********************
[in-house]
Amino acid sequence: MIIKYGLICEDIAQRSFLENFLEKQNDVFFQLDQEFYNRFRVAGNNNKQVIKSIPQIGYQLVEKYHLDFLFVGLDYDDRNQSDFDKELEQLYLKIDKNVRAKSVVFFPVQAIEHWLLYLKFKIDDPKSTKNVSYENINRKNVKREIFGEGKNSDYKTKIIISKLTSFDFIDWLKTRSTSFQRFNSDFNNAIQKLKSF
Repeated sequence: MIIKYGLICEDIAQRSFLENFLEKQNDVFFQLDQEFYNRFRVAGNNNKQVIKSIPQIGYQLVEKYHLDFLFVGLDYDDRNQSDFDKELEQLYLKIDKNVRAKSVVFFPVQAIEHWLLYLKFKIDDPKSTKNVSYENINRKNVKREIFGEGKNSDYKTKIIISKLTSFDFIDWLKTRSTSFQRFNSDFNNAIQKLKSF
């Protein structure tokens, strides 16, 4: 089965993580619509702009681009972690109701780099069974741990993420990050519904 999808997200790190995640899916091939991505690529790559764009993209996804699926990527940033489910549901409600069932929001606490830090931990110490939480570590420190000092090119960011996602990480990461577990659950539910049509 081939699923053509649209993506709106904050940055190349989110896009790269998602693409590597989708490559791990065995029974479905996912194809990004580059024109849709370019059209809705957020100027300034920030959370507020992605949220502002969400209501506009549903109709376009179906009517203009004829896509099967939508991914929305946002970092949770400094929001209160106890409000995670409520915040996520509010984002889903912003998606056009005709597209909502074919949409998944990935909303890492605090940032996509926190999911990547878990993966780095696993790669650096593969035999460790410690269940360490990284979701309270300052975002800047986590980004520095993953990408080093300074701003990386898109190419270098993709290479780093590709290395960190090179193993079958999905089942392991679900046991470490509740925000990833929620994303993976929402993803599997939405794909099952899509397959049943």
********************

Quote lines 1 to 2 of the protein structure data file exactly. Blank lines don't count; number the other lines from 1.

[in-house]
Amino acid sequence: MIIKYGLICEDIAQRSFLENFLEKQNDVFFQLDQEFYNRFRVAGNNNKQVIKSIPQIGYQLVEKYHLDFLFVGLDYDDRNQSDFDKELEQLYLKIDKNVRAKSVVFFPVQAIEHWLLYLKFKIDDPKSTKNVSYENINRKNVKREIFGEGKNSDYKTKIIISKLTSFDFIDWLKTRSTSFQRFNSDFNNAIQKLKSF